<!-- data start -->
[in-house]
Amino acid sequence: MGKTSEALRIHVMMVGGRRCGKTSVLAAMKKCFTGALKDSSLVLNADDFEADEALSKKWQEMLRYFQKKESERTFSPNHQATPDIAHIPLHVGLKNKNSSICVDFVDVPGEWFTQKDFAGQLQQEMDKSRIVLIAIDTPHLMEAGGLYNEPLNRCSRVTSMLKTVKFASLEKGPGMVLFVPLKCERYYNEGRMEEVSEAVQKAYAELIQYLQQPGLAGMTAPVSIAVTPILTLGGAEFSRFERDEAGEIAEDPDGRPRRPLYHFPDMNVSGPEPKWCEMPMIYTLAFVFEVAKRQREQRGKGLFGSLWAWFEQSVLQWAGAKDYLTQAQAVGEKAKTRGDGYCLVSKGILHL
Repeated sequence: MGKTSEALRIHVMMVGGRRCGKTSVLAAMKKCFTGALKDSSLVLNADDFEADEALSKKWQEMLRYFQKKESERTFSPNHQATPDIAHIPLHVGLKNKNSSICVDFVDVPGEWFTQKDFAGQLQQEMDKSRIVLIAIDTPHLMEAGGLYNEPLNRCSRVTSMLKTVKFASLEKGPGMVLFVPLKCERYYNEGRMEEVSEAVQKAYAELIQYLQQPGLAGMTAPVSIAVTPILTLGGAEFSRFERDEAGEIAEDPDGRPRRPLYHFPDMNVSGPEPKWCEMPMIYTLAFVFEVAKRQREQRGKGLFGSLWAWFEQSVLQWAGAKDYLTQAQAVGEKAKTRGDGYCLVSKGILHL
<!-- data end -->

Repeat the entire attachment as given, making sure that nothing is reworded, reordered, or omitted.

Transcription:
[in-house]
Amino acid sequence: MGKTSEALRIHVMMVGGRRCGKTSVLAAMKKCFTGALKDSSLVLNADDFEADEALSKKWQEMLRYFQKKESERTFSPNHQATPDIAHIPLHVGLKNKNSSICVDFVDVPGEWFTQKDFAGQLQQEMDKSRIVLIAIDTPHLMEAGGLYNEPLNRCSRVTSMLKTVKFASLEKGPGMVLFVPLKCERYYNEGRMEEVSEAVQKAYAELIQYLQQPGLAGMTAPVSIAVTPILTLGGAEFSRFERDEAGEIAEDPDGRPRRPLYHFPDMNVSGPEPKWCEMPMIYTLAFVFEVAKRQREQRGKGLFGSLWAWFEQSVLQWAGAKDYLTQAQAVGEKAKTRGDGYCLVSKGILHL
Repeated sequence: MGKTSEALRIHVMMVGGRRCGKTSVLAAMKKCFTGALKDSSLVLNADDFEADEALSKKWQEMLRYFQKKESERTFSPNHQATPDIAHIPLHVGLKNKNSSICVDFVDVPGEWFTQKDFAGQLQQEMDKSRIVLIAIDTPHLMEAGGLYNEPLNRCSRVTSMLKTVKFASLEKGPGMVLFVPLKCERYYNEGRMEEVSEAVQKAYAELIQYLQQPGLAGMTAPVSIAVTPILTLGGAEFSRFERDEAGEIAEDPDGRPRRPLYHFPDMNVSGPEPKWCEMPMIYTLAFVFEVAKRQREQRGKGLFGSLWAWFEQSVLQWAGAKDYLTQAQAVGEKAKTRGDGYCLVSKGILHL